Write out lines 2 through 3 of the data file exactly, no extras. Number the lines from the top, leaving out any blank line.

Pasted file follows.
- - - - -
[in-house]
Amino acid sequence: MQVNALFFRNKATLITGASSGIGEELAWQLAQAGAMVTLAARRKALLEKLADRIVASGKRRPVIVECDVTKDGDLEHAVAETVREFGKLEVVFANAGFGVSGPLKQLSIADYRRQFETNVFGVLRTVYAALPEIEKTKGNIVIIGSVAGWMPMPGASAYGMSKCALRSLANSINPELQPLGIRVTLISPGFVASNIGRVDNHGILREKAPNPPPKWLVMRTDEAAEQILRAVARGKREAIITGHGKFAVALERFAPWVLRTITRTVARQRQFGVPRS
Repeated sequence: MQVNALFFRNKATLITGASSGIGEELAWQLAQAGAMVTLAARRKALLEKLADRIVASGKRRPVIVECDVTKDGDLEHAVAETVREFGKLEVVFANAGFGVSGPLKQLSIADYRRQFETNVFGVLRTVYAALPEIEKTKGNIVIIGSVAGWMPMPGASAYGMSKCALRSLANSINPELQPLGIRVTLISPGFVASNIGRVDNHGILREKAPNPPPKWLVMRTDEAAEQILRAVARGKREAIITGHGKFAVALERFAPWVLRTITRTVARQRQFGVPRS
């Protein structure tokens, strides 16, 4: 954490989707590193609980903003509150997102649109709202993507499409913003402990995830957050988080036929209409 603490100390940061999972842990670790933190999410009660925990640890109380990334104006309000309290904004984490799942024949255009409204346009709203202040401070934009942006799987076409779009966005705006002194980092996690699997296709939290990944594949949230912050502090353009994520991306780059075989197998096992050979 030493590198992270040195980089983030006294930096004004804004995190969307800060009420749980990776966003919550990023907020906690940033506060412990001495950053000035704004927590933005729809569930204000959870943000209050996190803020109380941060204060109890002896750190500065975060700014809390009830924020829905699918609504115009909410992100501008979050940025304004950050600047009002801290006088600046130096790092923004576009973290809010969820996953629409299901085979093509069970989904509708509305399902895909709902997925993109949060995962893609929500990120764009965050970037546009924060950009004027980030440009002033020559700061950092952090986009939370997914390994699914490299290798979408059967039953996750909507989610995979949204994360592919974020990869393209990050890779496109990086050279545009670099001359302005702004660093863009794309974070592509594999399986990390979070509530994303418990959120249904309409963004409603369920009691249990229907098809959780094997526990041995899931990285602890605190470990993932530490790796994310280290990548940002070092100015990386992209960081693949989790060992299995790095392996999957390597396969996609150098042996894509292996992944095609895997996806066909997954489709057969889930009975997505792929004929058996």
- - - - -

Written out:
Amino acid sequence: MQVNALFFRNKATLITGASSGIGEELAWQLAQAGAMVTLAARRKALLEKLADRIVASGKRRPVIVECDVTKDGDLEHAVAETVREFGKLEVVFANAGFGVSGPLKQLSIADYRRQFETNVFGVLRTVYAALPEIEKTKGNIVIIGSVAGWMPMPGASAYGMSKCALRSLANSINPELQPLGIRVTLISPGFVASNIGRVDNHGILREKAPNPPPKWLVMRTDEAAEQILRAVARGKREAIITGHGKFAVALERFAPWVLRTITRTVARQRQFGVPRS
Repeated sequence: MQVNALFFRNKATLITGASSGIGEELAWQLAQAGAMVTLAARRKALLEKLADRIVASGKRRPVIVECDVTKDGDLEHAVAETVREFGKLEVVFANAGFGVSGPLKQLSIADYRRQFETNVFGVLRTVYAALPEIEKTKGNIVIIGSVAGWMPMPGASAYGMSKCALRSLANSINPELQPLGIRVTLISPGFVASNIGRVDNHGILREKAPNPPPKWLVMRTDEAAEQILRAVARGKREAIITGHGKFAVALERFAPWVLRTITRTVARQRQFGVPRS